Japanese Prime Minister Shinzo Abe said that the central bank shouldn’t pursue a 2 percent inflation target “at all costs” and may fail to achieve it should global conditions change.
“The economy is a living thing and we don’t know what will happen around the world,” Abe said today, answering a question from opposition lawmaker Seiji Maehara in parliament. “What is important is to aim steadily for the target.”
Abe was speaking two days before the first monetary decision due under Haruhiko Kuroda, the new Bank of Japan governor, who has pledged to step up easing to defeat deflation and spur growth in the world’s third-biggest economy. Kuroda also spoke to lawmakers today, reiterating that he aims to achieve the 2 percent price goal within two years.
“Though Kuroda has pledged to achieve 2 percent inflation, given Japan’s reality, this is an extremely tough goal” and Abe is aware of that, said Mikihiro Matsuoka, chief economist at Deutsche Securities Inc. in Tokyo. “Under the target, the BOJ will keep expanding stimulus and its actions will help to weaken the yen, boost profits and stimulate economic growth - that’s what Abe may want to see ultimately.”
The yen today strengthened past 93 per dollar for the first time in a month, before paring gains to weaken 0.1 percent to 93.29 as of 7:58 p.m. in Tokyo. Japan’s currency has weakened about 14 percent since mid-November on expectations of more monetary easing.
“We intend to make it easier for the market to understand our stance on monetary easing by combining” an asset purchase fund with monthly bond purchases, Kuroda said during a parliamentary hearing in Tokyo today. The central bank must ease boldly to back up inflation expectations, Kuroda said.
“Thanks to the yen having corrected properly, the break-even point for export industries has been substantially improved, and stocks have risen,” Finance Minister Taro Aso said in parliament today in response to a lawmaker’s question.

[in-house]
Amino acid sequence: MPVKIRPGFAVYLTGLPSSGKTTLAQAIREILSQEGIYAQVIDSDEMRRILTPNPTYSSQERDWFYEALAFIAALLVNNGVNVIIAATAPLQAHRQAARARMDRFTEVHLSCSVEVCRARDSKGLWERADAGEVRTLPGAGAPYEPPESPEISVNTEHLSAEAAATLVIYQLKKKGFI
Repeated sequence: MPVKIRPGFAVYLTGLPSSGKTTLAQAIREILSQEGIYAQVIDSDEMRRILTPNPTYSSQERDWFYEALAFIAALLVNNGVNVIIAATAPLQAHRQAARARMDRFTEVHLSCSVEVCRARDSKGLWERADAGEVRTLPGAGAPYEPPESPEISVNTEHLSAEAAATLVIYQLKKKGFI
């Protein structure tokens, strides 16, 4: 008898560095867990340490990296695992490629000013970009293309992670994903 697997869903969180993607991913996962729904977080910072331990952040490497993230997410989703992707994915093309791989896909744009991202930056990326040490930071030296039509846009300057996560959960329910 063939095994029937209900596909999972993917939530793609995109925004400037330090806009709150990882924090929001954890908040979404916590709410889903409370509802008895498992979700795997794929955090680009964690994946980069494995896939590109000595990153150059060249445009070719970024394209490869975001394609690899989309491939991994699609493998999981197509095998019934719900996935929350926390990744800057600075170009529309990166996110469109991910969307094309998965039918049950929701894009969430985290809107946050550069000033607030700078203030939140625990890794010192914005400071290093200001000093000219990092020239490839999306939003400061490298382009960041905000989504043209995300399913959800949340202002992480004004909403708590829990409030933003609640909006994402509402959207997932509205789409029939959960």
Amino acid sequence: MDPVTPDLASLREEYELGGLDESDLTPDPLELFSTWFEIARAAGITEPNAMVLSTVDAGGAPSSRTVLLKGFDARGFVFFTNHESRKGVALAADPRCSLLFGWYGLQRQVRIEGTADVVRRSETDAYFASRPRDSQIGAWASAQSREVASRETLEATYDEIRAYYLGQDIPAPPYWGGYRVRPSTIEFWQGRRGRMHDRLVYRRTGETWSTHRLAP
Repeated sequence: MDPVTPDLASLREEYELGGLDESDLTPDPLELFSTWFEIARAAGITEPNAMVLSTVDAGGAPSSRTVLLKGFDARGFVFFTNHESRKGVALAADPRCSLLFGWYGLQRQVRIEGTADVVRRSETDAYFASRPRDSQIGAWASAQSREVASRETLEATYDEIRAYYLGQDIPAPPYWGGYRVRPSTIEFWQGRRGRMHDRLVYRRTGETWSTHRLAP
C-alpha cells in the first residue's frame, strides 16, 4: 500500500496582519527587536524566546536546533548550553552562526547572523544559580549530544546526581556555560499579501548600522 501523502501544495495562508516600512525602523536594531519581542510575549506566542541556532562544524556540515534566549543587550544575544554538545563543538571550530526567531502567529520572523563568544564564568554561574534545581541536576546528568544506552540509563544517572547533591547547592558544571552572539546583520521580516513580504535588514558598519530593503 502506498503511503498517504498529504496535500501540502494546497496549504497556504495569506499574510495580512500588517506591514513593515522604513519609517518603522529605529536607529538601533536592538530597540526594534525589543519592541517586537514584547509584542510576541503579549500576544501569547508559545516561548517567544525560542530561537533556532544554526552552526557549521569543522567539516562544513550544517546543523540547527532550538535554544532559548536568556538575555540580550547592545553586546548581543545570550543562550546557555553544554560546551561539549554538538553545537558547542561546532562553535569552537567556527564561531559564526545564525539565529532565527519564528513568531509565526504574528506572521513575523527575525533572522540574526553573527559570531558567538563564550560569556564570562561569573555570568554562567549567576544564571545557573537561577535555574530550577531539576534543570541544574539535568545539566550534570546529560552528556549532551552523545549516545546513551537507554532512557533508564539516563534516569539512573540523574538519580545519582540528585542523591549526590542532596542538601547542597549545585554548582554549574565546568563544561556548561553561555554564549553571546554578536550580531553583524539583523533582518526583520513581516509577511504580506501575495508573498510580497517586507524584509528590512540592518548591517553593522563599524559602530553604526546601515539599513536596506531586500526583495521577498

Kuroda last week said the central bank will consider combining its monthly bond purchases and asset-purchase fund, as well as buying more debt with longer maturities.
Maehara asked Abe whether the price target had to be reached within two years even if it created distortions in long term interest rates and currencies. Abe replied that while there has been talk of a two-year timeframe, “we are not advocating doing this at all costs.” Maehara afterwards said the answer was different from what Abe had said in the past.
Kuroda tomorrow convenes the two-day meeting, with former BOJ Deputy Governor Kazumasa Iwata predicting he will fail to achieve the inflation target within two years.
The central bank’s quarterly Tankan survey yesterday showed confidence among big manufacturers improving by less than estimated, bolstering Kuroda’s case for more stimulus. Lingering pessimism may make it harder to boost wages and spending, impeding the BOJ’s inflation goals.
The Topix Index fell 3.3 percent yesterday after the Tankan the most since March 2011. The Nikkei 225 Stock Average was down 1.1 percent today after falling 2.1 percent yesterday.